2. If they rank the current candidate lower than the other voter did
  3. If they are less mainstream than the other voter

If neither voter is less loyal than the other then their ballots are identical so it doesn’t matter which one you pick.

For each vote in turn we transfer it to its next preference. If this causes that preference to reach quota we immediately stop, leave all the remaining votes where we are, and begin the process again from the beginning (this is because changing the set of candidates who have reached quota immediately redraws all the loyalty boundaries).

This process continues until all candidates have no more than the quota of votes allocated to them. If this results in all the seats being filled, stop. If it results in some vacancies, it’s now time to disqualify a loser.

The loser is the candidate with the fewest votes allocated. If multiple candidates have the fewest votes allocated, the loser is the least mainstream amongst them.

What happens now could go in various ways: You could either do a complete restart as per the Wright system (but note that I think that you probably should count disqualified candidates when considering ranks for loyalty). Another way that I think would work well is that you reallocate them to their first choice non-disqualified candidate even if that candidate is currently above quota. Votes will then get reallocated by the normal way as per above. This lowers the impact of tactical voting for spoilers in much the same way as the Wright system does but fits in better with how this system works (and is probably fractionally more efficient but I doubt that matters).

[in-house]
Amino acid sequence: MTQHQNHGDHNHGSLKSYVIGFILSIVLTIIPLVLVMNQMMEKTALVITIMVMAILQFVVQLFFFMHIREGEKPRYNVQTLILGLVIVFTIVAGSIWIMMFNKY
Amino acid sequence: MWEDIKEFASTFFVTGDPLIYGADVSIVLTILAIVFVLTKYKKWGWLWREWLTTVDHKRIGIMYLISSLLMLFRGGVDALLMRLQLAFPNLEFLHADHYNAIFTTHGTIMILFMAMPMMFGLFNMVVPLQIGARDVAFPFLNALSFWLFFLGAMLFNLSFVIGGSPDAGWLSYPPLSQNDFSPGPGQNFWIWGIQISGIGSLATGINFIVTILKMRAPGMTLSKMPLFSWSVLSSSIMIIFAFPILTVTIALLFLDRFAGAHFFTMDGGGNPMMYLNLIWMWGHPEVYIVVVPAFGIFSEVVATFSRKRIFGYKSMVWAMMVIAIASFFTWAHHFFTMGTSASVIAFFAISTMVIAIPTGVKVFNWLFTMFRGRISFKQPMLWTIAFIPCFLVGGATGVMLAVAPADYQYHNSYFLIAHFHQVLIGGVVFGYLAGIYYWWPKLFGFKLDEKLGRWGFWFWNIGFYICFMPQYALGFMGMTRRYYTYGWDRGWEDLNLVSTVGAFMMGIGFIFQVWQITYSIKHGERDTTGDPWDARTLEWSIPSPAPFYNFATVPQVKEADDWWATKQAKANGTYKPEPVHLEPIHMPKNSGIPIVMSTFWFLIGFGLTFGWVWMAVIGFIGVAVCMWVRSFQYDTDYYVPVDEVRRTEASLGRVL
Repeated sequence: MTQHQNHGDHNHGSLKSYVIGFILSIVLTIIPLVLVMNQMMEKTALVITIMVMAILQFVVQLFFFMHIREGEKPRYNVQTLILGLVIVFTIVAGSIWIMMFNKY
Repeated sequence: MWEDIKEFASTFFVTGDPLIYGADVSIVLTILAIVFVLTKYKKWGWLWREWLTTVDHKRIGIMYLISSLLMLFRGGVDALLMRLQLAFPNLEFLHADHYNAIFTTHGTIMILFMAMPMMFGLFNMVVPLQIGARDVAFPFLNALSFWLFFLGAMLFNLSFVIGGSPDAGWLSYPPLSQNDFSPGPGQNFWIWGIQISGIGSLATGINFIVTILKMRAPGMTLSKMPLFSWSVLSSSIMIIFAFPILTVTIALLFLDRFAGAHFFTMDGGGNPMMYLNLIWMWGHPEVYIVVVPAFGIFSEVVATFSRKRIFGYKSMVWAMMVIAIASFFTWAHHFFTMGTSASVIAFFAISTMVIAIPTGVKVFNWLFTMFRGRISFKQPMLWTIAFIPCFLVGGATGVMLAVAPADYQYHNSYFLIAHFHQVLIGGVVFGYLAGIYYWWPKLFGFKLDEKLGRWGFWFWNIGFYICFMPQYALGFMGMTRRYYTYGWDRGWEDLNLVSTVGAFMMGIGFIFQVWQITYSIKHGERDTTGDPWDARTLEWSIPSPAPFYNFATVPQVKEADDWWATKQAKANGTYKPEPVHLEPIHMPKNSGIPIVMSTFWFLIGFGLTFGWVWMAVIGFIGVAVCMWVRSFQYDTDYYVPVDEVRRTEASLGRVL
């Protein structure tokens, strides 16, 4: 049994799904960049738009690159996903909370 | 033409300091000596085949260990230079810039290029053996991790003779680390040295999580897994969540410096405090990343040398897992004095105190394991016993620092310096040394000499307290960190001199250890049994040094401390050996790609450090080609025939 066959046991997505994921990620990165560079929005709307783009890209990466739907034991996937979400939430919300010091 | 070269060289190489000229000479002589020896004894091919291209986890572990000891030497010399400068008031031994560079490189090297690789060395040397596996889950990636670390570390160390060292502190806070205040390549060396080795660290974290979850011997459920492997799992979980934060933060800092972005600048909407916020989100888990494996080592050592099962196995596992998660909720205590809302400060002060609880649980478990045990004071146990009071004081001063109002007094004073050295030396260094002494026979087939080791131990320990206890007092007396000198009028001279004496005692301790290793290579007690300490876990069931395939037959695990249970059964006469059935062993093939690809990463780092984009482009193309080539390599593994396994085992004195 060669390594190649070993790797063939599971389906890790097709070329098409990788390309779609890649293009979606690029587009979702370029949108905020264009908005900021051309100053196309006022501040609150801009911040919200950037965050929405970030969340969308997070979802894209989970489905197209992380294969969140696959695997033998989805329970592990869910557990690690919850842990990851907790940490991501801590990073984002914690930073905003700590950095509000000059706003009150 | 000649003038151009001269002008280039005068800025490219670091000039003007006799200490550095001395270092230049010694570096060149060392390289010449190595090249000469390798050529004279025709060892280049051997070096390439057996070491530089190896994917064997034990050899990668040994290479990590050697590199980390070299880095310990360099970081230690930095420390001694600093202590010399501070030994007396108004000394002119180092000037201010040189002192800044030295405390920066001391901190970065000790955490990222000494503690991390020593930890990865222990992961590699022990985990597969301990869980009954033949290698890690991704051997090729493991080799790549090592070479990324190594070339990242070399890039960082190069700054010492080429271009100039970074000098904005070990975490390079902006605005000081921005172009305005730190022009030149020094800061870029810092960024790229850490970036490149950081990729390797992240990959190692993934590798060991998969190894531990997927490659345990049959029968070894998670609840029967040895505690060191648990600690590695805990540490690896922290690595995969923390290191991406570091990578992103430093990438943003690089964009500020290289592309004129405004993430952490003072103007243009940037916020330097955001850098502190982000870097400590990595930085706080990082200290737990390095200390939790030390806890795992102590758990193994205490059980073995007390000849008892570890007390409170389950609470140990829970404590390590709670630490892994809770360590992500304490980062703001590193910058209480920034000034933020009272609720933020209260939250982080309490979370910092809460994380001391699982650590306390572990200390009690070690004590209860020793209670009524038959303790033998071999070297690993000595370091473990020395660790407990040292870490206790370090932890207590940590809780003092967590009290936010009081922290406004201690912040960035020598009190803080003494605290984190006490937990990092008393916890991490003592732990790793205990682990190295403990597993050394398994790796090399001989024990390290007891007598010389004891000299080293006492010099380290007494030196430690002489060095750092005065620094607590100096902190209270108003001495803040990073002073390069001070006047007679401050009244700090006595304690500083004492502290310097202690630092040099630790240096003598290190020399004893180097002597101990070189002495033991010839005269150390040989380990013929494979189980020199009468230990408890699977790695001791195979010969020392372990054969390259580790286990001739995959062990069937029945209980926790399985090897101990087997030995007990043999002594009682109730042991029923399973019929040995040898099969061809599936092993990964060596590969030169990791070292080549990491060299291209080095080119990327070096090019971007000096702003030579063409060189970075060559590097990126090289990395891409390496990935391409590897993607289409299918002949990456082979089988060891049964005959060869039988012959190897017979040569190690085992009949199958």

Anyway, that’s how the system works. I haven’t analysed it or written an implementation of it yet, but I suspect it’s actually rather good. I guess I’ll find out when I get back in a week or two.

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On racist intermediaries in hiring processes

Up front disclaimer: I am not currently hiring. Right now I’m a one man shop just about managing to pay myself. This is based on past experience, and intended for the benefit of others. This just came to mind for a variety of reasons recently so I felt the need to write it down.

I’ve been part of a moderate number of hiring processes. I’ve not generally had final say, but my voice was pretty loud in the decisions and the designs of some of these processes.

In that time, I have never been part of hiring a black person. This is pretty bad, particularly given that I was entirely hiring for jobs in London which is about 13% black by population.

I’d like to fix it if I’m part of a hiring process in future, but at the time I didn’t even understand why it was happening. I’ve since partially figured it out.

It certainly wasn’t a deliberate choice on my part. I’m able to say with reasonable confidence in this case that it’s not the result of subconscious racial bias, or even the result of an unintentionally biased interview process.

That’s not to say I didn’t have those things. I’ve done my best to minimize them, but they’re hard to spot and eradicate completely. But regardless, in this case they weren’t the factor for a much simpler reason: To the best of my knowledge, no black candidates have ever applied for a position I was interviewing for (it’s possible that some have and not made it past the pre-screening stage. I don’t think so, but I don’t know for sure).

I don’t present this as a defence, but as the place to start when fixing this problem.